For Chinese investors like Mou Wanglong, making Vladivostok, Russia’s largest Pacific port, open-access as was proposed by President Putin at the end of 2014, holds more appeal than the establishment of new priority zones. A more relaxed visa system and specialized parks dedicated to tourism, science and industry are reportedly slated for construction in the area.

Doubts, acknowledged in Gaubev’s Kommersant article, about diverting attention away from natural resources and towards hi-tech investment, refuse to dissipate. Indeed, investor uncertainties are compounded by delays in officially announcing details of the Vladivostok plan. In addition, erratic bilateral commodities trade activity in Russia’s Far East since the second half of 2014 caused by dramatic fluctuations in the Russian currency has led to the current unfavorable situation in which, according to Mou, “the market has nearly frozen.”

While eager to court Chinese investment, Russia remains wary of an excessively strong China presence, with some media outlets warning this will indicate to China that Moscow has nowhere else to turn. In his recent interview with Kommersant Vlast, Yury Trutnev answered such concerns by stressing the importance of both securing Chinese investment while seeking to “work with everyone” in the Asia Pacific region.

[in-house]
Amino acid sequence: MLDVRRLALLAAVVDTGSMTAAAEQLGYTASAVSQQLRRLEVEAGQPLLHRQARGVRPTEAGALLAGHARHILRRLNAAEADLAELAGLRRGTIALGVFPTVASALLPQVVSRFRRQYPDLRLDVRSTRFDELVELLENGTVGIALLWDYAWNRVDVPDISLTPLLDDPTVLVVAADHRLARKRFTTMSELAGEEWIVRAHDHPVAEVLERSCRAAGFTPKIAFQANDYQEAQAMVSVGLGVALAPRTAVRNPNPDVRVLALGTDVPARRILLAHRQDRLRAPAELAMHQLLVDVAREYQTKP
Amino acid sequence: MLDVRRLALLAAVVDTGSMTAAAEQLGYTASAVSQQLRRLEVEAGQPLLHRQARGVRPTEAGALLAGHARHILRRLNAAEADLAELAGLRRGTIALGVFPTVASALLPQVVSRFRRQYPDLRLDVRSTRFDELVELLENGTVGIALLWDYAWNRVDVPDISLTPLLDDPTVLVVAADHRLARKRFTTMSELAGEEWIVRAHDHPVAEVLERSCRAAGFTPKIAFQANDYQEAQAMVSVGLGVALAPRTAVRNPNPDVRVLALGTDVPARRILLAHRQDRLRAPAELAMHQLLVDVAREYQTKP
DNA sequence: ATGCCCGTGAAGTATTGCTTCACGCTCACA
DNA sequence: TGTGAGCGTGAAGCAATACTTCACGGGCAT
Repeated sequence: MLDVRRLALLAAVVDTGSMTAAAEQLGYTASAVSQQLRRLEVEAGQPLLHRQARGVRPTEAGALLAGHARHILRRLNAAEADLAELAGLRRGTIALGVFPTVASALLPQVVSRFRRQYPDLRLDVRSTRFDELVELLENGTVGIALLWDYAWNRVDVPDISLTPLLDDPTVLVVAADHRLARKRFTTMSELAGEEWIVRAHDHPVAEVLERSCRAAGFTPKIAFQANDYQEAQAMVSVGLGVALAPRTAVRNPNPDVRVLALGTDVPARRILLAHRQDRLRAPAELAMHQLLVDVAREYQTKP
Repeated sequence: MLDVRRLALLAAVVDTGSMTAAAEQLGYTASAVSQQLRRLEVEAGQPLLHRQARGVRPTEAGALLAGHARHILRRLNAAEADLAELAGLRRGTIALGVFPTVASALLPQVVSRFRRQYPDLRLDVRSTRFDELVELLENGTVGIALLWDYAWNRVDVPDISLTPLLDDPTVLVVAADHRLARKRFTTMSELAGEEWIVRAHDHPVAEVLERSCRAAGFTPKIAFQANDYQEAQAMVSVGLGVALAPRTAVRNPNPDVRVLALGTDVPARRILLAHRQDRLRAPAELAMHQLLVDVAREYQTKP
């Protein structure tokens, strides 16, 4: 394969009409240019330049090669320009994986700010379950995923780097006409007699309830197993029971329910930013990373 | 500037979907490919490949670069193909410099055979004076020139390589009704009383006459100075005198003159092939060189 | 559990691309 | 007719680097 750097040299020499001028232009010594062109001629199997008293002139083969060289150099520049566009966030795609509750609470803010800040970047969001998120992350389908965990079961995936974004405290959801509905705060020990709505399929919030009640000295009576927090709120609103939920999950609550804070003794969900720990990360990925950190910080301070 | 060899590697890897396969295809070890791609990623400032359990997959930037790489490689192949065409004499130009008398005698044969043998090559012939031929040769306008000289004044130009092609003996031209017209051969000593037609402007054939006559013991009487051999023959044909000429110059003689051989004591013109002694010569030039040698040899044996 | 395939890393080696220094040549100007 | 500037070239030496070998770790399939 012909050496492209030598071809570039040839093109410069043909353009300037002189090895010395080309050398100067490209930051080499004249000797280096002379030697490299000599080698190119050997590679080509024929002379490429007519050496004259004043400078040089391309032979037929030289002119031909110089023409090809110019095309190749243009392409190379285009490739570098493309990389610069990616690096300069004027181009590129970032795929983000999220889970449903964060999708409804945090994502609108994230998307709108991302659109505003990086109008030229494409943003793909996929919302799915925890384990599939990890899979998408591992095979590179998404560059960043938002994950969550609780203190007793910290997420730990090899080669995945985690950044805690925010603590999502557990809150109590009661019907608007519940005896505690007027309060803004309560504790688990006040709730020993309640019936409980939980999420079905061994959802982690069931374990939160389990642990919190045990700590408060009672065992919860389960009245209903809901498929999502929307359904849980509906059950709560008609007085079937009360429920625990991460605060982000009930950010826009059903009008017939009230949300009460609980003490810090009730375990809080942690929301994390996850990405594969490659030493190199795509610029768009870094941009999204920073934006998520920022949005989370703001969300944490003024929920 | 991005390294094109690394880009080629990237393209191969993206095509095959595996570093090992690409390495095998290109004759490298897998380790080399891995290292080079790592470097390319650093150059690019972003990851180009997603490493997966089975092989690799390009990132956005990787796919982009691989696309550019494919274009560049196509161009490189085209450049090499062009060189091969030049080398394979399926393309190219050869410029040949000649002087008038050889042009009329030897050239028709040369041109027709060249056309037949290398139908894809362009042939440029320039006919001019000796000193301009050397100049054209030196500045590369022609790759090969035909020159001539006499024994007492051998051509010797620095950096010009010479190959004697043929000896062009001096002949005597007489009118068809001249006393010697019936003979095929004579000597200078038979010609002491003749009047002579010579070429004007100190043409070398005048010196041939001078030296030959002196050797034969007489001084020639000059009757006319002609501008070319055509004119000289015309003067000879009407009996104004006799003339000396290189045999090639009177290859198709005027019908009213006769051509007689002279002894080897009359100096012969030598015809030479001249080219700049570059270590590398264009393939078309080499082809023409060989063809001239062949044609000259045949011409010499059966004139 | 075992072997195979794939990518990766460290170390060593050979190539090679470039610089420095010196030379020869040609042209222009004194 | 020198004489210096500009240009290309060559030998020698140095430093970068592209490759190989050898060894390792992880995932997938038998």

On April 13, 2015, Dmitry Medvedev and his Vietnamese counterpart Nguyen Tan Dung, meeting in Hanoi, agreed to sign an FTZ agreement by mid-2015 between Vietnam and the Eurasian Economic Union (EEU) which includes Russia, Armenia, Belarus and Kazakhstan, with Kyrgyzstan scheduled to join soon. This will be the EEU’s first FTZ with a foreign country. On April 15, Medvedev offered the same opportunity to Thai military leaders during a visit to Bangkok, while the Russian International Affairs Council declared in May 2014 that South Korea was “Russia’s most promising partner for technological and investment cooperation in the Far East.”

For Russia and China, two neighbors with a long history of both cooperation and conflict, adaptibility will prove essential going forward. In trade, as in politics, money matters, but never defines everything.